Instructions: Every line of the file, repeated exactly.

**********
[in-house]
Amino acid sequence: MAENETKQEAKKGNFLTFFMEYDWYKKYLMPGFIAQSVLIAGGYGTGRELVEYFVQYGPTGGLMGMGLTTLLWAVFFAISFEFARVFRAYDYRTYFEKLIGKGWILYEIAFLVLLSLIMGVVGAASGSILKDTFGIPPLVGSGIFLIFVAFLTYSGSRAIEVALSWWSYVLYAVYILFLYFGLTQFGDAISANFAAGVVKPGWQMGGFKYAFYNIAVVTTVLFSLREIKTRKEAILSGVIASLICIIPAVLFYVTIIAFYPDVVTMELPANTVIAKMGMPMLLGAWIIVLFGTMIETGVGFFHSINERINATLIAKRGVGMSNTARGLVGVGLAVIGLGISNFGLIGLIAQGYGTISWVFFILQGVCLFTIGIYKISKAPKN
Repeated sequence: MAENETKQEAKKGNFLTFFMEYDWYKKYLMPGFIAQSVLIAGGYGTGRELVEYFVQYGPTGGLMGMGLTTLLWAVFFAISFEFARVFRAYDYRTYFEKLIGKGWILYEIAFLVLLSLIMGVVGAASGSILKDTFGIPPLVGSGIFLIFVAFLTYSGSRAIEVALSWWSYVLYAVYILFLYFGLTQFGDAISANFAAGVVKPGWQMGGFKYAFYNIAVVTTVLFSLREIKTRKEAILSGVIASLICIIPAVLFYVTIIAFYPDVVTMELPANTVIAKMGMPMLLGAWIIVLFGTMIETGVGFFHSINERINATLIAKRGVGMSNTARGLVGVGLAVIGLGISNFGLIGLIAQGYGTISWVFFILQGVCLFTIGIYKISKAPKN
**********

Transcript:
[in-house]
Amino acid sequence: MAENETKQEAKKGNFLTFFMEYDWYKKYLMPGFIAQSVLIAGGYGTGRELVEYFVQYGPTGGLMGMGLTTLLWAVFFAISFEFARVFRAYDYRTYFEKLIGKGWILYEIAFLVLLSLIMGVVGAASGSILKDTFGIPPLVGSGIFLIFVAFLTYSGSRAIEVALSWWSYVLYAVYILFLYFGLTQFGDAISANFAAGVVKPGWQMGGFKYAFYNIAVVTTVLFSLREIKTRKEAILSGVIASLICIIPAVLFYVTIIAFYPDVVTMELPANTVIAKMGMPMLLGAWIIVLFGTMIETGVGFFHSINERINATLIAKRGVGMSNTARGLVGVGLAVIGLGISNFGLIGLIAQGYGTISWVFFILQGVCLFTIGIYKISKAPKN
Repeated sequence: MAENETKQEAKKGNFLTFFMEYDWYKKYLMPGFIAQSVLIAGGYGTGRELVEYFVQYGPTGGLMGMGLTTLLWAVFFAISFEFARVFRAYDYRTYFEKLIGKGWILYEIAFLVLLSLIMGVVGAASGSILKDTFGIPPLVGSGIFLIFVAFLTYSGSRAIEVALSWWSYVLYAVYILFLYFGLTQFGDAISANFAAGVVKPGWQMGGFKYAFYNIAVVTTVLFSLREIKTRKEAILSGVIASLICIIPAVLFYVTIIAFYPDVVTMELPANTVIAKMGMPMLLGAWIIVLFGTMIETGVGFFHSINERINATLIAKRGVGMSNTARGLVGVGLAVIGLGISNFGLIGLIAQGYGTISWVFFILQGVCLFTIGIYKISKAPKN